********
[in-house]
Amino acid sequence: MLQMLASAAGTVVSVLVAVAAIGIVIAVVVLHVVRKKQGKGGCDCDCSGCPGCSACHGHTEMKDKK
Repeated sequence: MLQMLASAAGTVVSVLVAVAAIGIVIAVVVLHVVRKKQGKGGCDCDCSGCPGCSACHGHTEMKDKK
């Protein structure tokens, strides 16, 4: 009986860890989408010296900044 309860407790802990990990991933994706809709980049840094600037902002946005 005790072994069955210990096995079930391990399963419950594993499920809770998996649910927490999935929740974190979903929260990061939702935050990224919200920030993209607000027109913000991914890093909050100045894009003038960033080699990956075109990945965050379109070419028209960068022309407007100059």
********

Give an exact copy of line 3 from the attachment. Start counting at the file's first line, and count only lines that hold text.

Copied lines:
Repeated sequence: MLQMLASAAGTVVSVLVAVAAIGIVIAVVVLHVVRKKQGKGGCDCDCSGCPGCSACHGHTEMKDKK